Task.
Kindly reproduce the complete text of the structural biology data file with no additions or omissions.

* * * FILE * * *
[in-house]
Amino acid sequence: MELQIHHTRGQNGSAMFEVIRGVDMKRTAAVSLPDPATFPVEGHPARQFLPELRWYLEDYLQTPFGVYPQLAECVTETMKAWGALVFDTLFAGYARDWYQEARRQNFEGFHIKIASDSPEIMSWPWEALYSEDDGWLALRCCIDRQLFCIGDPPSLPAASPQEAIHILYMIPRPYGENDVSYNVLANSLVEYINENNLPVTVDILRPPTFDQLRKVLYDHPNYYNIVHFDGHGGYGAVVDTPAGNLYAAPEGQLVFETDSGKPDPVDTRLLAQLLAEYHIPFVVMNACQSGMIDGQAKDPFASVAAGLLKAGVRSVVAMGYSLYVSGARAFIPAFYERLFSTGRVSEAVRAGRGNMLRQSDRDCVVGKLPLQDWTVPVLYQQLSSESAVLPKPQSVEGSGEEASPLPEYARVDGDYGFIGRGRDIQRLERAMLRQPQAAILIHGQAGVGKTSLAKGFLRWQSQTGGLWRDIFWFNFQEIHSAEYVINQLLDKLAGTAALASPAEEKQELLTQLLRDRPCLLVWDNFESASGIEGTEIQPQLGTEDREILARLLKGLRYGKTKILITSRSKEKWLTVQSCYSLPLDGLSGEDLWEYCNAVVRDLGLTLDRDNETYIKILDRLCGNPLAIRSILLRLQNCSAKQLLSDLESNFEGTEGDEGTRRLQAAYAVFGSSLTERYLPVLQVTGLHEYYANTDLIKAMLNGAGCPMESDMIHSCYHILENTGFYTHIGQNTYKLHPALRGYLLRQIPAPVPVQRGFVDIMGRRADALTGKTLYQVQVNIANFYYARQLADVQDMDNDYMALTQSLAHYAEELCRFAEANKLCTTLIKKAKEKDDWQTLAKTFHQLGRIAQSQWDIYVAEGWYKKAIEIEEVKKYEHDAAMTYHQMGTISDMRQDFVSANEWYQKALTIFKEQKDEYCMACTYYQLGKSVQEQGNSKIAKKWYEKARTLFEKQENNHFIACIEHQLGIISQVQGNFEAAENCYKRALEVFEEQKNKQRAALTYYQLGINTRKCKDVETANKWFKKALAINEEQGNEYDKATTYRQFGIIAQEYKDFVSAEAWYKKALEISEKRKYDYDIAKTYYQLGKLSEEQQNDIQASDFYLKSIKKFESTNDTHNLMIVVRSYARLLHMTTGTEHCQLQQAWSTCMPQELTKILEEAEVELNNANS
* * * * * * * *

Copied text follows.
[in-house]
Amino acid sequence: MELQIHHTRGQNGSAMFEVIRGVDMKRTAAVSLPDPATFPVEGHPARQFLPELRWYLEDYLQTPFGVYPQLAECVTETMKAWGALVFDTLFAGYARDWYQEARRQNFEGFHIKIASDSPEIMSWPWEALYSEDDGWLALRCCIDRQLFCIGDPPSLPAASPQEAIHILYMIPRPYGENDVSYNVLANSLVEYINENNLPVTVDILRPPTFDQLRKVLYDHPNYYNIVHFDGHGGYGAVVDTPAGNLYAAPEGQLVFETDSGKPDPVDTRLLAQLLAEYHIPFVVMNACQSGMIDGQAKDPFASVAAGLLKAGVRSVVAMGYSLYVSGARAFIPAFYERLFSTGRVSEAVRAGRGNMLRQSDRDCVVGKLPLQDWTVPVLYQQLSSESAVLPKPQSVEGSGEEASPLPEYARVDGDYGFIGRGRDIQRLERAMLRQPQAAILIHGQAGVGKTSLAKGFLRWQSQTGGLWRDIFWFNFQEIHSAEYVINQLLDKLAGTAALASPAEEKQELLTQLLRDRPCLLVWDNFESASGIEGTEIQPQLGTEDREILARLLKGLRYGKTKILITSRSKEKWLTVQSCYSLPLDGLSGEDLWEYCNAVVRDLGLTLDRDNETYIKILDRLCGNPLAIRSILLRLQNCSAKQLLSDLESNFEGTEGDEGTRRLQAAYAVFGSSLTERYLPVLQVTGLHEYYANTDLIKAMLNGAGCPMESDMIHSCYHILENTGFYTHIGQNTYKLHPALRGYLLRQIPAPVPVQRGFVDIMGRRADALTGKTLYQVQVNIANFYYARQLADVQDMDNDYMALTQSLAHYAEELCRFAEANKLCTTLIKKAKEKDDWQTLAKTFHQLGRIAQSQWDIYVAEGWYKKAIEIEEVKKYEHDAAMTYHQMGTISDMRQDFVSANEWYQKALTIFKEQKDEYCMACTYYQLGKSVQEQGNSKIAKKWYEKARTLFEKQENNHFIACIEHQLGIISQVQGNFEAAENCYKRALEVFEEQKNKQRAALTYYQLGINTRKCKDVETANKWFKKALAINEEQGNEYDKATTYRQFGIIAQEYKDFVSAEAWYKKALEISEKRKYDYDIAKTYYQLGKLSEEQQNDIQASDFYLKSIKKFESTNDTHNLMIVVRSYARLLHMTTGTEHCQLQQAWSTCMPQELTKILEEAEVELNNANS